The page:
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“Lifting a bike to reach an overhead hook, on a moving train and with other passengers around you, is simply not safe”

London North East Railway (LNER) says it is working to identify where modifications can be made to the cycle storage on some of its new trains after Cycling UK said that the system now in use was “downright dangerous”.

Not only is bike space limited on the latest generation of high-speed trains rolled out by LNER and Great Western Railway (GWR), it is also necessary to hang bikes vertically from hooks that are unsuitable for wheels wider than those of a typical road bike.

We first reported on the challenges of this particular system in May 2018 and our own Jack Sexty documented his attempt to bring a bike on a GWR train yesterday in our live blog. (Jack delivered a one-word review. It was not a positive review.)

Cycling UK’s Sam Jones described the provision on GWR trains as a “broom cupboard masquerading as cycle storage”.

The Scotsman reports that boarding an LNER train in Dunbar which used the same system, the charity’s head of development for Scotland, Suzanne Forup, tweeted:

Jim Densham, Cycling UK’s campaigns and policy manager for Scotland, said the design was “downright dangerous,” but revealed LNER had accepted the need to improve it.

“Lifting a bike to reach an overhead hook, on a moving train and with other passengers around you, is simply not safe,” he said.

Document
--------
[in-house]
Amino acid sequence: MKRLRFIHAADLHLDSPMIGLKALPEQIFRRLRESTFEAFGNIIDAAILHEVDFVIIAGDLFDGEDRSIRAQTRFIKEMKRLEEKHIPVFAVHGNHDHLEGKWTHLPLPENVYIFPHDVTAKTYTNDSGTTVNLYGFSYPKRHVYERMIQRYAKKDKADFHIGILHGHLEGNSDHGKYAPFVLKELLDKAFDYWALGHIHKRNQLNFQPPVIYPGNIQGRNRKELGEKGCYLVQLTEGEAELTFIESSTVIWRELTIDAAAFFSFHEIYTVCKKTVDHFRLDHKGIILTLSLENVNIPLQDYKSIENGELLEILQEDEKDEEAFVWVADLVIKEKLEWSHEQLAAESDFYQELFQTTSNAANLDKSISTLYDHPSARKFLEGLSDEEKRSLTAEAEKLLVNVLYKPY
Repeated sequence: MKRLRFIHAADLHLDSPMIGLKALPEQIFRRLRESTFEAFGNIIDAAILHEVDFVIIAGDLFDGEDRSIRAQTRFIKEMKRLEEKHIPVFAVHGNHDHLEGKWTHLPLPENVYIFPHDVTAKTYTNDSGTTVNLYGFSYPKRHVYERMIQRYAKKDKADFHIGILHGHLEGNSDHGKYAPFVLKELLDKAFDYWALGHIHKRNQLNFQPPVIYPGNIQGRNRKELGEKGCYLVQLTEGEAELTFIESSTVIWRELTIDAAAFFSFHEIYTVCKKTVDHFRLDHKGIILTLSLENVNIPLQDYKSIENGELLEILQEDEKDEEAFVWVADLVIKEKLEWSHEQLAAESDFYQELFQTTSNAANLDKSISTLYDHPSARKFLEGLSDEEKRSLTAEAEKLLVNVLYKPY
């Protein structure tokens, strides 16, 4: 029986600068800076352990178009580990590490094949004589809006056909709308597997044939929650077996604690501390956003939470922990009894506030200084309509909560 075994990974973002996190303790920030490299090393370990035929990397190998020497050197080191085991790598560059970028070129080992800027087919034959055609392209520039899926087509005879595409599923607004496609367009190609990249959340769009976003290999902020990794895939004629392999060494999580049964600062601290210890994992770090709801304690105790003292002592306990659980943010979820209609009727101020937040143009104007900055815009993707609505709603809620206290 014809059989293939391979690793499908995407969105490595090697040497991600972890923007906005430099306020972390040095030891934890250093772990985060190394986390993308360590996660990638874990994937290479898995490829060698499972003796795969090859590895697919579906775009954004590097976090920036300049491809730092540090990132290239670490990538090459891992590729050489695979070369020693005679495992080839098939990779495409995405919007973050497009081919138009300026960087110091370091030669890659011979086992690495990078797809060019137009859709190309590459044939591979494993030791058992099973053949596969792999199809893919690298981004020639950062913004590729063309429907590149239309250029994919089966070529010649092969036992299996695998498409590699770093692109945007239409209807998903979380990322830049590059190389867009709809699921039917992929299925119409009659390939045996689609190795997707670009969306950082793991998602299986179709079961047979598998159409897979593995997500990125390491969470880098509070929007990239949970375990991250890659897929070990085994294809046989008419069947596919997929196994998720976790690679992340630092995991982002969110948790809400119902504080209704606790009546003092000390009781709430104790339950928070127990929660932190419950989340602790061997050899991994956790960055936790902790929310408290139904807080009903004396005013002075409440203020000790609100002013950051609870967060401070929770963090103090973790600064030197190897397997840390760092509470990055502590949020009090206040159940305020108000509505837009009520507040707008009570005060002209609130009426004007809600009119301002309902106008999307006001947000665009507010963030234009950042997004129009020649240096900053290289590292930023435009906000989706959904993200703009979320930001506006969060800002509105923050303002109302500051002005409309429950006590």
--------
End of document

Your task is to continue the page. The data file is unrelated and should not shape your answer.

An LNER spokesperson said: “We gather feedback from customers with bikes and cycling organisations to help us understand how we can make potential improvements.

“We have also been working with Hitachi Rail and the [UK] Department for Transport to identify where modifications can be made to cycle storage.”

Another rail operator, ScotRail, has been receiving mixed reviews for its efforts to accommodate cyclists.

New bike-friendly carriages will be coming to the West Highland Line next year in a bid to encourage more cycle tourism. However, storage on the operator’s refurbished inter-city trains has been described by the Scottish Government’s active nation commissioner, Lee Craigie, as a “disaster”.

“The wheels don’t fit on the hooks and you can’t get more than one bike in the space,” she said.

Craigie said that while on some services ScotRail has excelled, on the Inverness line, “travelling with a bike has been stressful at best and impossible at worst.”

She added: “Thankfully, ScotRail are listening and I’ve had some very encouraging conversations.”

A spokesperson said: “We’re absolutely committed to engaging with the commissioner and other key groups about cycling topics.

“Cyclists are a key consumer group for ScotRail, and we want to enhance their experience when travelling with us.”

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